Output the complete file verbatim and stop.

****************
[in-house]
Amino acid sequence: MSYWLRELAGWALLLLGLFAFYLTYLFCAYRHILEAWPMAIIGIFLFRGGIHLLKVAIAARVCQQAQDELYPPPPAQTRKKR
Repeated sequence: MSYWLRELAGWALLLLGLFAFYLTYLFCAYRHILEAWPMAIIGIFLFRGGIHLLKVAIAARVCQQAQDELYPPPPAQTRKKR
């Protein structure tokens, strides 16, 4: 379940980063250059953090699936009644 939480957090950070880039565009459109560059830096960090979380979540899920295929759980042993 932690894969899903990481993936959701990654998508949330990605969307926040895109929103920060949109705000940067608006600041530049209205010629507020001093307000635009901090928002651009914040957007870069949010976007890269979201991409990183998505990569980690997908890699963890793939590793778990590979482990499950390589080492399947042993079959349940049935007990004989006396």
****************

[in-house]
Amino acid sequence: MSYWLRELAGWALLLLGLFAFYLTYLFCAYRHILEAWPMAIIGIFLFRGGIHLLKVAIAARVCQQAQDELYPPPPAQTRKKR
Repeated sequence: MSYWLRELAGWALLLLGLFAFYLTYLFCAYRHILEAWPMAIIGIFLFRGGIHLLKVAIAARVCQQAQDELYPPPPAQTRKKR
């Protein structure tokens, strides 16, 4: 379940980063250059953090699936009644 939480957090950070880039565009459109560059830096960090979380979540899920295929759980042993 932690894969899903990481993936959701990654998508949330990605969307926040895109929103920060949109705000940067608006600041530049209205010629507020001093307000635009901090928002651009914040957007870069949010976007890269979201991409990183998505990569980690997908890699963890793939590793778990590979482990499950390589080492399947042993079959349940049935007990004989006396």